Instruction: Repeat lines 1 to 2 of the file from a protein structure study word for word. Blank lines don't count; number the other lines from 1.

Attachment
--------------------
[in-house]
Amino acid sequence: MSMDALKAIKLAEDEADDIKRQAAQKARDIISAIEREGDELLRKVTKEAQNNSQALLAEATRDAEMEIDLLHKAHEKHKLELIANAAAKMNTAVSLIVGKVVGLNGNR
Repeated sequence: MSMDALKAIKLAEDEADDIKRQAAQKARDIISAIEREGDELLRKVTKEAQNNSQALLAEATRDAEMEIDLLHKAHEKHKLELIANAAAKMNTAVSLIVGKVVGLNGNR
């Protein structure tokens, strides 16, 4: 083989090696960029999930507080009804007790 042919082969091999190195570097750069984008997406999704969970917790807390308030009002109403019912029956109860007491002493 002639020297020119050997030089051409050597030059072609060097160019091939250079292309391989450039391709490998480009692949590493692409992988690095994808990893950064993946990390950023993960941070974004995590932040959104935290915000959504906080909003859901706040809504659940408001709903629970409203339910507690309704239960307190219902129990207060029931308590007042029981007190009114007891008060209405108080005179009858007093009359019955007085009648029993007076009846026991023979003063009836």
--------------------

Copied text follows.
[in-house]
Amino acid sequence: MSMDALKAIKLAEDEADDIKRQAAQKARDIISAIEREGDELLRKVTKEAQNNSQALLAEATRDAEMEIDLLHKAHEKHKLELIANAAAKMNTAVSLIVGKVVGLNGNR